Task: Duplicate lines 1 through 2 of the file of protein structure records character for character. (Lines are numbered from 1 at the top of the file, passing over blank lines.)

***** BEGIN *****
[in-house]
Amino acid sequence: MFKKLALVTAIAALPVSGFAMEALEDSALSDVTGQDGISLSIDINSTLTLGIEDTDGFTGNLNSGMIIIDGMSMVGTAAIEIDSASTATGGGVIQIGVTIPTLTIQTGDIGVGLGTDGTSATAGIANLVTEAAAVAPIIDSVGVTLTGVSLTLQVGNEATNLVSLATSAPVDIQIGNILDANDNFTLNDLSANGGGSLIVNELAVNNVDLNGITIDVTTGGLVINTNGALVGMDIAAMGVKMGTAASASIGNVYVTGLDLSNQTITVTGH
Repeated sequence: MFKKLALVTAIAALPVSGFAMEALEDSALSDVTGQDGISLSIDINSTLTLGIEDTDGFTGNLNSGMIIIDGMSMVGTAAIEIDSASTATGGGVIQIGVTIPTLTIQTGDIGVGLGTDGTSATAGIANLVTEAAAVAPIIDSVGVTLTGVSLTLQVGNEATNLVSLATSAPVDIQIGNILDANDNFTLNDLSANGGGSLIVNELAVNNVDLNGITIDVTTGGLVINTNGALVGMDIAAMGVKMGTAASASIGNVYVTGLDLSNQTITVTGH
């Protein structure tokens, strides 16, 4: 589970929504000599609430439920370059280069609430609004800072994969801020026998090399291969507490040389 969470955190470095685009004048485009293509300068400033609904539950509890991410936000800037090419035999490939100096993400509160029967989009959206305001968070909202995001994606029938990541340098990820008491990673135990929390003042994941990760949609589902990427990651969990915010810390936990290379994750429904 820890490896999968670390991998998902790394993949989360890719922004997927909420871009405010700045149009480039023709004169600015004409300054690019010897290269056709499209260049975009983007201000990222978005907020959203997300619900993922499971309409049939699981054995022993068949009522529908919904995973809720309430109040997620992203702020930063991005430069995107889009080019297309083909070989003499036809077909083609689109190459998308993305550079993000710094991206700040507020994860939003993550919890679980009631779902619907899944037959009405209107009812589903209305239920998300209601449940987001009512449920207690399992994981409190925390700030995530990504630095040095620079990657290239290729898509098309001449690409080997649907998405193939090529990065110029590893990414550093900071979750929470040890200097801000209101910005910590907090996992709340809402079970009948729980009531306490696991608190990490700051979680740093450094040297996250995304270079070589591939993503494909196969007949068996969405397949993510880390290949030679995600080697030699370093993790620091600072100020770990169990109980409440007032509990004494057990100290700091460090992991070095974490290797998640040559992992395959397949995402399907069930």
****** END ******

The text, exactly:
[in-house]
Amino acid sequence: MFKKLALVTAIAALPVSGFAMEALEDSALSDVTGQDGISLSIDINSTLTLGIEDTDGFTGNLNSGMIIIDGMSMVGTAAIEIDSASTATGGGVIQIGVTIPTLTIQTGDIGVGLGTDGTSATAGIANLVTEAAAVAPIIDSVGVTLTGVSLTLQVGNEATNLVSLATSAPVDIQIGNILDANDNFTLNDLSANGGGSLIVNELAVNNVDLNGITIDVTTGGLVINTNGALVGMDIAAMGVKMGTAASASIGNVYVTGLDLSNQTITVTGH